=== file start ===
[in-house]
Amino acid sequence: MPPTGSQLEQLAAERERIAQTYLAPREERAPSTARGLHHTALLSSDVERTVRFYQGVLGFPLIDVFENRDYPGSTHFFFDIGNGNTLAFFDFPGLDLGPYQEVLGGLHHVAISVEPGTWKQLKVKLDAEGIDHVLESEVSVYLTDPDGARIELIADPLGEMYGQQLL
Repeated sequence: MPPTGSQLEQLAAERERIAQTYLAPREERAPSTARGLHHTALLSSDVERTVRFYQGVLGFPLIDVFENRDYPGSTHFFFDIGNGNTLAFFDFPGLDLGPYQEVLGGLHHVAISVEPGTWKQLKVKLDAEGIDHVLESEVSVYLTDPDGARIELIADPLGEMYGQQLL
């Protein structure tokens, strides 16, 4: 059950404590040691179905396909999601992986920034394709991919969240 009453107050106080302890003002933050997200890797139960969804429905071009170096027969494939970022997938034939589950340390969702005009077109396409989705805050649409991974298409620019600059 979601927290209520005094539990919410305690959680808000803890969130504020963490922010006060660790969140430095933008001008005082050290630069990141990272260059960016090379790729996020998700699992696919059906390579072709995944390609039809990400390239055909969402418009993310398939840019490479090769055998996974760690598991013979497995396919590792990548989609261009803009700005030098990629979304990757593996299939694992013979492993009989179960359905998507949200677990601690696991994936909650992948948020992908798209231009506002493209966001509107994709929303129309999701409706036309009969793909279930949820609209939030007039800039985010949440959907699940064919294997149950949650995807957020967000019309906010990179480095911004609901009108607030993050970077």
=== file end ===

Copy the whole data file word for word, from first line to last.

[in-house]
Amino acid sequence: MPPTGSQLEQLAAERERIAQTYLAPREERAPSTARGLHHTALLSSDVERTVRFYQGVLGFPLIDVFENRDYPGSTHFFFDIGNGNTLAFFDFPGLDLGPYQEVLGGLHHVAISVEPGTWKQLKVKLDAEGIDHVLESEVSVYLTDPDGARIELIADPLGEMYGQQLL
Repeated sequence: MPPTGSQLEQLAAERERIAQTYLAPREERAPSTARGLHHTALLSSDVERTVRFYQGVLGFPLIDVFENRDYPGSTHFFFDIGNGNTLAFFDFPGLDLGPYQEVLGGLHHVAISVEPGTWKQLKVKLDAEGIDHVLESEVSVYLTDPDGARIELIADPLGEMYGQQLL
């Protein structure tokens, strides 16, 4: 059950404590040691179905396909999601992986920034394709991919969240 009453107050106080302890003002933050997200890797139960969804429905071009170096027969494939970022997938034939589950340390969702005009077109396409989705805050649409991974298409620019600059 979601927290209520005094539990919410305690959680808000803890969130504020963490922010006060660790969140430095933008001008005082050290630069990141990272260059960016090379790729996020998700699992696919059906390579072709995944390609039809990400390239055909969402418009993310398939840019490479090769055998996974760690598991013979497995396919590792990548989609261009803009700005030098990629979304990757593996299939694992013979492993009989179960359905998507949200677990601690696991994936909650992948948020992908798209231009506002493209966001509107994709929303129309999701409706036309009969793909279930949820609209939030007039800039985010949440959907699940064919294997149950949650995807957020967000019309906010990179480095911004609901009108607030993050970077």